Manitoba schools to return virtually next week

The majority of Manitoba students will learn from home for the first week of classes in 2022, so schools can tighten restrictions and plan for staffing shortages in the event large numbers of teachers catch COVID-19 or need to isolate.

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Hey there, time traveller!
This article was published 04/01/2022 (227 days ago), so information in it may no longer be current.

The majority of Manitoba students will learn from home for the first week of classes in 2022, so schools can tighten restrictions and plan for staffing shortages in the event large numbers of teachers catch COVID-19 or need to isolate.

Provincial officials announced Tuesday what they are calling a “phased-in approach” to resuming in-person classes, in anticipation all students will be back in K-12 buildings Jan. 17.

Teachers will be the first to return Jan. 6 — the original lesson start date, before the province later postponed it until Jan. 10 amid surging Omicron variant cases — to prepare for a new week-long online learning stint.

Education minister Cliff Cullen (left), deputy chief provincial public health officer Dr. Jazz Atwal (on screen), and Premier Heather Stefanson speak at a press conference announcing a week of remote learning. (Mikaela MacKenzie / Winnipeg Free Press)

Only the early years children of critical service workers, high-risk learners, and students of all ages with special learning needs will be invited back to in-person schooling next week.

Child care facilities can remain open, although they are encouraged to prioritize children of critical service workers.

“We know that our youth learn best in a classroom setting; it is our goal to ensure they can return to the classroom as quickly as possible,” Premier Heather Stefanson told reporters, during an afternoon news conference with the education minister and deputy chief provincial public health officer.

Education stakeholders requested additional time to prepare for changes to restrictions and contingency plans for staffing, said Premier Heather Stefanson (right). (Mikaela MacKenzie / Winnipeg Free Press)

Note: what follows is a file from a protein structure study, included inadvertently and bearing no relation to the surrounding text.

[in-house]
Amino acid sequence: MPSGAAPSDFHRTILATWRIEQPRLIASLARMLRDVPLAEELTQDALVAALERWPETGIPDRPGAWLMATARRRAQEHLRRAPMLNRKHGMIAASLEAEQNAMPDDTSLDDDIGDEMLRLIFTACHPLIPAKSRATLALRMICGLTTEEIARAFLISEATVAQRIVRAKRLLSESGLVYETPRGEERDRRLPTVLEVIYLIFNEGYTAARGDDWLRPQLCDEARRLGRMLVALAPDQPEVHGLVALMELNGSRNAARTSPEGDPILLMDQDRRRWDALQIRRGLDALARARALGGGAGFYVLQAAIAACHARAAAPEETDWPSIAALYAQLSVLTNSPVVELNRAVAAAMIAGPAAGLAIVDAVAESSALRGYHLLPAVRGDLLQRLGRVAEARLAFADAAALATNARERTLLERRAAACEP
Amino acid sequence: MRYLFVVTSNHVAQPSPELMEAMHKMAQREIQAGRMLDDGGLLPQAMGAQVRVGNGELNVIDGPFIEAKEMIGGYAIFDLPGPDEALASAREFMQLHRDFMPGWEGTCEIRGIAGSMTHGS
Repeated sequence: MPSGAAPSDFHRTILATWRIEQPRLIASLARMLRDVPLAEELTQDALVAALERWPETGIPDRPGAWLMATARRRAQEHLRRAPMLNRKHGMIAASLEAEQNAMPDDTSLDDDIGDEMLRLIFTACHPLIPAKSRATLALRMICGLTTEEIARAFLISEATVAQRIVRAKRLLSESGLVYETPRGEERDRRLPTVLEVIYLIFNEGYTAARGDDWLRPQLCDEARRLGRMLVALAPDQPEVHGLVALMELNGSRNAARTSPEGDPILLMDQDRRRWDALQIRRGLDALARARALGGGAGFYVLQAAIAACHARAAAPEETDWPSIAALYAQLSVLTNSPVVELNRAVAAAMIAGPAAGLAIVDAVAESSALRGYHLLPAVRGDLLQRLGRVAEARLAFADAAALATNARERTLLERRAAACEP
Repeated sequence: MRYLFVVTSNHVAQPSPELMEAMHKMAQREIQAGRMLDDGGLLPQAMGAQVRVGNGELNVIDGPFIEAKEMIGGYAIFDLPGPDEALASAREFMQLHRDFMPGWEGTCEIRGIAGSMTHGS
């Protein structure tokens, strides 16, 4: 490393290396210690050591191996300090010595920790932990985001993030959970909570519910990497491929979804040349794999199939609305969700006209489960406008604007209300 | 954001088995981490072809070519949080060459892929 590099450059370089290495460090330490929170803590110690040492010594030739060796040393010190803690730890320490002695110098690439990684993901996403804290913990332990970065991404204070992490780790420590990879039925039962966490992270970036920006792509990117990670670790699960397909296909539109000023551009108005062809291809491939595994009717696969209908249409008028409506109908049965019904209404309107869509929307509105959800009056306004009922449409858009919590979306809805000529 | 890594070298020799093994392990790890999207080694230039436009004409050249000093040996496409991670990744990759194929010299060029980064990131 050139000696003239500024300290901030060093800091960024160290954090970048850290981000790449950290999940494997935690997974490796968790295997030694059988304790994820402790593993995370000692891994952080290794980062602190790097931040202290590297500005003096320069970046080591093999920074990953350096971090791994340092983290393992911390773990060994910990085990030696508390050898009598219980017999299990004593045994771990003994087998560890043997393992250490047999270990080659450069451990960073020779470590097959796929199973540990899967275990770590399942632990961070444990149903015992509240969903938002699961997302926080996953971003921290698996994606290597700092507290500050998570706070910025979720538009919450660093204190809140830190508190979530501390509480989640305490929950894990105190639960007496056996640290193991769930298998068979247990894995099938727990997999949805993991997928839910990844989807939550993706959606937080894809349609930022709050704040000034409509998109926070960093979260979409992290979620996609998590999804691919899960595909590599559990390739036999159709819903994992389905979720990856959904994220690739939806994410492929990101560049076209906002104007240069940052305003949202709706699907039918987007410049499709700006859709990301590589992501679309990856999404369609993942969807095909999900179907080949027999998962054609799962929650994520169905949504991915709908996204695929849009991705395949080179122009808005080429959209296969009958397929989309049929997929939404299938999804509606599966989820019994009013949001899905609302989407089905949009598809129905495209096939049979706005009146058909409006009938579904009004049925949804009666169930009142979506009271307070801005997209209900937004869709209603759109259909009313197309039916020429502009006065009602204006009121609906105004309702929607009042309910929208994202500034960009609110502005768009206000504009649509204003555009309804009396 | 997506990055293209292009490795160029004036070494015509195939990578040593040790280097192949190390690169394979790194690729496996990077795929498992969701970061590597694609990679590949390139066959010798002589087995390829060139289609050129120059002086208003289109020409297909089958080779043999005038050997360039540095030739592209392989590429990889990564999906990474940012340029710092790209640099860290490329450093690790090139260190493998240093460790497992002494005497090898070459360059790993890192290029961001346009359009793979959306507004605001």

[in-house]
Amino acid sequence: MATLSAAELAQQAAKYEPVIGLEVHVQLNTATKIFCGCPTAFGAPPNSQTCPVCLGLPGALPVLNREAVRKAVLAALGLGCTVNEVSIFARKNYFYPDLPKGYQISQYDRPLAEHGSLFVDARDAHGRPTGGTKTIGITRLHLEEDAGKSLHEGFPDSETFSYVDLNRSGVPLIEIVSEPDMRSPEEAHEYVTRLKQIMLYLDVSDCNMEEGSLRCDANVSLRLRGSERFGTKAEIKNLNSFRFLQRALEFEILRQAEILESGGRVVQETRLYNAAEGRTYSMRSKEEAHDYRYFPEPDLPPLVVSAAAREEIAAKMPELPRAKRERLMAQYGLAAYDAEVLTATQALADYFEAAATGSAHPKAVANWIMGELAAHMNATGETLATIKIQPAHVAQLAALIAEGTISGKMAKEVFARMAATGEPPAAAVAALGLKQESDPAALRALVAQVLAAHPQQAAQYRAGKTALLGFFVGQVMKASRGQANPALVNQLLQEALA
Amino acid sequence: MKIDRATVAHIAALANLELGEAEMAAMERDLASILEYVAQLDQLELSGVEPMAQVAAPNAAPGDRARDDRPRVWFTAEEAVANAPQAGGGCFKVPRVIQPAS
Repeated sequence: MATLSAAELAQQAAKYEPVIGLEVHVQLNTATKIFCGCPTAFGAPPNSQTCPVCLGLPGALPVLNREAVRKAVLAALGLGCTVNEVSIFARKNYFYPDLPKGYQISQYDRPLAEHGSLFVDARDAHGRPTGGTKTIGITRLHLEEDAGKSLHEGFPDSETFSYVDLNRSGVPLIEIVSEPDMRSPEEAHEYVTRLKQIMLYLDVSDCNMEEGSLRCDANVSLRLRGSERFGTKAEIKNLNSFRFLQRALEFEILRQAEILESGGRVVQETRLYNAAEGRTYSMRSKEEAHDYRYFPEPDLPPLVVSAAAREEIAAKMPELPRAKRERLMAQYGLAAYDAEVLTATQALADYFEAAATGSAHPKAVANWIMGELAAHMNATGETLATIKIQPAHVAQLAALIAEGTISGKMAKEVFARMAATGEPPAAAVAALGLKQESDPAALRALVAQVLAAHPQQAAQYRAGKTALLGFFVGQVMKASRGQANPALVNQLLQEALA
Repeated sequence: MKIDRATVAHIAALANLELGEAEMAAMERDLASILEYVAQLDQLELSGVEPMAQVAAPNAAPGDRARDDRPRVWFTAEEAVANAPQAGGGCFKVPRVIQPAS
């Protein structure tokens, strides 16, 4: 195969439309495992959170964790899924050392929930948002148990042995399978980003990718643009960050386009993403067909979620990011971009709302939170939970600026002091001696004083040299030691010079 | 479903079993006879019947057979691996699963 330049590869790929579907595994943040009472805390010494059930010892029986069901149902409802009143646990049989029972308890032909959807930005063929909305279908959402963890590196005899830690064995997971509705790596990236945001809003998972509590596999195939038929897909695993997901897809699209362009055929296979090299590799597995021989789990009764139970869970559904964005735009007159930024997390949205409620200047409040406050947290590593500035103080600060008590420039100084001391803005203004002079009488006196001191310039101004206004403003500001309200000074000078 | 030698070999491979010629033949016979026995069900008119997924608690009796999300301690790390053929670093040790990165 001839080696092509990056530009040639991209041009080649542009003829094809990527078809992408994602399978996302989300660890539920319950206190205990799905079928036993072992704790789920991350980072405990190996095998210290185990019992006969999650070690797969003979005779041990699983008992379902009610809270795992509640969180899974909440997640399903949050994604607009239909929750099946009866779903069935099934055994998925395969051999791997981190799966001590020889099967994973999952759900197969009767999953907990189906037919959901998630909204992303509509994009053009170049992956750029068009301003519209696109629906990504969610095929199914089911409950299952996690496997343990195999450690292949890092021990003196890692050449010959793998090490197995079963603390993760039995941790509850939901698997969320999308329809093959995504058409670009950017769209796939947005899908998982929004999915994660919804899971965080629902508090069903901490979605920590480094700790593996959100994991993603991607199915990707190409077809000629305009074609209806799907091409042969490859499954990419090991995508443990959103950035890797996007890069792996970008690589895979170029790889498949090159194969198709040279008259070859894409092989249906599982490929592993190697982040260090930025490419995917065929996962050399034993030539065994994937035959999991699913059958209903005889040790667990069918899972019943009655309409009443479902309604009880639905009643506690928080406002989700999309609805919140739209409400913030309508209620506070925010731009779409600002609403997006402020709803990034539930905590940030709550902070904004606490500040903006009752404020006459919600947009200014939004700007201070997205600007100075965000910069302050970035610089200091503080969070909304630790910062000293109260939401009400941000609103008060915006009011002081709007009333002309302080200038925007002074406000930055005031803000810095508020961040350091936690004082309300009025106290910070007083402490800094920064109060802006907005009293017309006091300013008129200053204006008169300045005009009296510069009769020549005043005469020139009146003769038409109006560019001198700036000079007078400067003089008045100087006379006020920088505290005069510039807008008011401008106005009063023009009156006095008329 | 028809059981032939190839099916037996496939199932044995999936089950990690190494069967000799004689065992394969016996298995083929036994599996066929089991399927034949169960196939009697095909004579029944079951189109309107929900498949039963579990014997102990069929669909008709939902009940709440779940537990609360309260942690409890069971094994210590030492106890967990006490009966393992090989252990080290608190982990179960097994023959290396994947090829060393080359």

Stefanson said education stakeholders requested additional time to prepare for changes to restrictions and contingency plans for staffing.

Starting Jan. 17, schools will be downgraded to restricted (code orange) on the province’s pandemic response system — requiring removal of furniture in classrooms to allow for two metres of physical distancing to the greatest extent possible.

All staff will also be required to wear medical masks for the foreseeable future and students must wear well-fitting masks with at least three layers.

Tiffany Cheng (left) and Heaven Nandwal are hopeful they will be able to safely finish their senior year at Glenlawn Collegiate this spring.

Education Minister Cliff Cullen said the week-long remote learning period will allow for more time to distribute personal protective equipment and rapid antigen tests, ensure public health officials can continue to assess the impact of Omicron, and provide staff and students with added time to get follow-up COVID-19 vaccine doses.

“This phased-in approach will allow school divisions and schools to have more time to prepare operational plans, including planning for potential staffing shortages and expected absenteeism due to isolation requirements,” said Cullen.

He suggested the approach will ensure in-person learning continues for all students in the longer-term.

Cullen pledged an unspecified number of rapid tests will be deployed to schools, particularly those with high case counts, as well as more than five million masks for children and adults, which will be delivered over the next eight weeks. To date, 550,000 rapid tests have been distributed to K-6 students in the province.

Among other COVID-19 protocols, the province will continue after-hours vaccination clinics in schools for students, staff and community members.